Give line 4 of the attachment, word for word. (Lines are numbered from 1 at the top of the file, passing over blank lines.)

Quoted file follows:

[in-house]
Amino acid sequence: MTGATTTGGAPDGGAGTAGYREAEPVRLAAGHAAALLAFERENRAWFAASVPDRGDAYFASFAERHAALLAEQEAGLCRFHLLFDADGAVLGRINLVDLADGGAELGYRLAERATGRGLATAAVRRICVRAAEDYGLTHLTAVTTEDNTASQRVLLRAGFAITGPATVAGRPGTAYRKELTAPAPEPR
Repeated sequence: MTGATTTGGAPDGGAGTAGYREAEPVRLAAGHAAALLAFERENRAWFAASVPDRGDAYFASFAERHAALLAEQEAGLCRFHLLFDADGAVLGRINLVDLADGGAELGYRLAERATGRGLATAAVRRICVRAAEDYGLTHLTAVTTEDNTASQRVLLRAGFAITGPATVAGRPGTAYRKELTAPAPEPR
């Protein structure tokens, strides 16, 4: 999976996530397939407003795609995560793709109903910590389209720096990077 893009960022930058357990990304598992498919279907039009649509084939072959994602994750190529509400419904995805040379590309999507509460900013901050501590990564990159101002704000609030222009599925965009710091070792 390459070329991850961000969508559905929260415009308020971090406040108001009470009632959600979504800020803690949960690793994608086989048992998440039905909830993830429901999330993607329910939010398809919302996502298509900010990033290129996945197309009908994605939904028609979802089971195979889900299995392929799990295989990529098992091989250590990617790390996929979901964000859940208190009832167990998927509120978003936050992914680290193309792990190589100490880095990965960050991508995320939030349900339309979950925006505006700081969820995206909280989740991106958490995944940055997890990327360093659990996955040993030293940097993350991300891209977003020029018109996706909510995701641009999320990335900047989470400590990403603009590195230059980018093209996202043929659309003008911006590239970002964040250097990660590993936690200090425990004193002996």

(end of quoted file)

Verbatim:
């Protein structure tokens, strides 16, 4: 999976996530397939407003795609995560793709109903910590389209720096990077 893009960022930058357990990304598992498919279907039009649509084939072959994602994750190529509400419904995805040379590309999507509460900013901050501590990564990159101002704000609030222009599925965009710091070792 390459070329991850961000969508559905929260415009308020971090406040108001009470009632959600979504800020803690949960690793994608086989048992998440039905909830993830429901999330993607329910939010398809919302996502298509900010990033290129996945197309009908994605939904028609979802089971195979889900299995392929799990295989990529098992091989250590990617790390996929979901964000859940208190009832167990998927509120978003936050992914680290193309792990190589100490880095990965960050991508995320939030349900339309979950925006505006700081969820995206909280989740991106958490995944940055997890990327360093659990996955040993030293940097993350991300891209977003020029018109996706909510995701641009999320990335900047989470400590990403603009590195230059980018093209996202043929659309003008911006590239970002964040250097990660590993936690200090425990004193002996």